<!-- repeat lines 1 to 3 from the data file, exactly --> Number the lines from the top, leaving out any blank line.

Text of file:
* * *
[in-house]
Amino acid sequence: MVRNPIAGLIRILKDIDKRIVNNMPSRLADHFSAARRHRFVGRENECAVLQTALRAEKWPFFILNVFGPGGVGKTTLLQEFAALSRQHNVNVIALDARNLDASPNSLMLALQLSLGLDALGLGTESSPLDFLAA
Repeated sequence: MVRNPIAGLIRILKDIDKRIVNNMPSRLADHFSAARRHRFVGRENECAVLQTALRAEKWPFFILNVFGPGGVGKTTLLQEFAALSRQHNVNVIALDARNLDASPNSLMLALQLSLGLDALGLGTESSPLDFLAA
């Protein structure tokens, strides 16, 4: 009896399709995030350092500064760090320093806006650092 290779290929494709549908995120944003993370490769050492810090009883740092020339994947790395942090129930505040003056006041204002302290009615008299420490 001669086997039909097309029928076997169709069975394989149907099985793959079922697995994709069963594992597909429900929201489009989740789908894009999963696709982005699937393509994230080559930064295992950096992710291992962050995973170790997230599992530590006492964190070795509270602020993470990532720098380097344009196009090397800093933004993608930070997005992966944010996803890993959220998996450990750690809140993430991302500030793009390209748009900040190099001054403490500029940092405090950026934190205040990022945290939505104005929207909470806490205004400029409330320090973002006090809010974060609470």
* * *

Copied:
[in-house]
Amino acid sequence: MVRNPIAGLIRILKDIDKRIVNNMPSRLADHFSAARRHRFVGRENECAVLQTALRAEKWPFFILNVFGPGGVGKTTLLQEFAALSRQHNVNVIALDARNLDASPNSLMLALQLSLGLDALGLGTESSPLDFLAA
Repeated sequence: MVRNPIAGLIRILKDIDKRIVNNMPSRLADHFSAARRHRFVGRENECAVLQTALRAEKWPFFILNVFGPGGVGKTTLLQEFAALSRQHNVNVIALDARNLDASPNSLMLALQLSLGLDALGLGTESSPLDFLAA